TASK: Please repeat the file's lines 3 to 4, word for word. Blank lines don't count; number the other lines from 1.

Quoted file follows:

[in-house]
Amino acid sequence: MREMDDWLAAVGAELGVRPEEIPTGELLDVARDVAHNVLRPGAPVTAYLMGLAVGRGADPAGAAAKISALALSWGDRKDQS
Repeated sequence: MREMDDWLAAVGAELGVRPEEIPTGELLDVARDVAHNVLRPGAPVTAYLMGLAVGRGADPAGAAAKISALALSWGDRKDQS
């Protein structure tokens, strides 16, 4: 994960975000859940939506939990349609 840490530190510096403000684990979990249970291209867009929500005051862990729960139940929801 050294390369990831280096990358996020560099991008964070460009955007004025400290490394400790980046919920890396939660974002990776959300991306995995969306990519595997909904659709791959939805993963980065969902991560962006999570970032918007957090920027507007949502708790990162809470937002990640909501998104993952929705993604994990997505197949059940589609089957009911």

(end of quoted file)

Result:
Repeated sequence: MREMDDWLAAVGAELGVRPEEIPTGELLDVARDVAHNVLRPGAPVTAYLMGLAVGRGADPAGAAAKISALALSWGDRKDQS
């Protein structure tokens, strides 16, 4: 994960975000859940939506939990349609 840490530190510096403000684990979990249970291209867009929500005051862990729960139940929801 050294390369990831280096990358996020560099991008964070460009955007004025400290490394400790980046919920890396939660974002990776959300991306995995969306990519595997909904659709791959939805993963980065969902991560962006999570970032918007957090920027507007949502708790990162809470937002990640909501998104993952929705993604994990997505197949059940589609089957009911």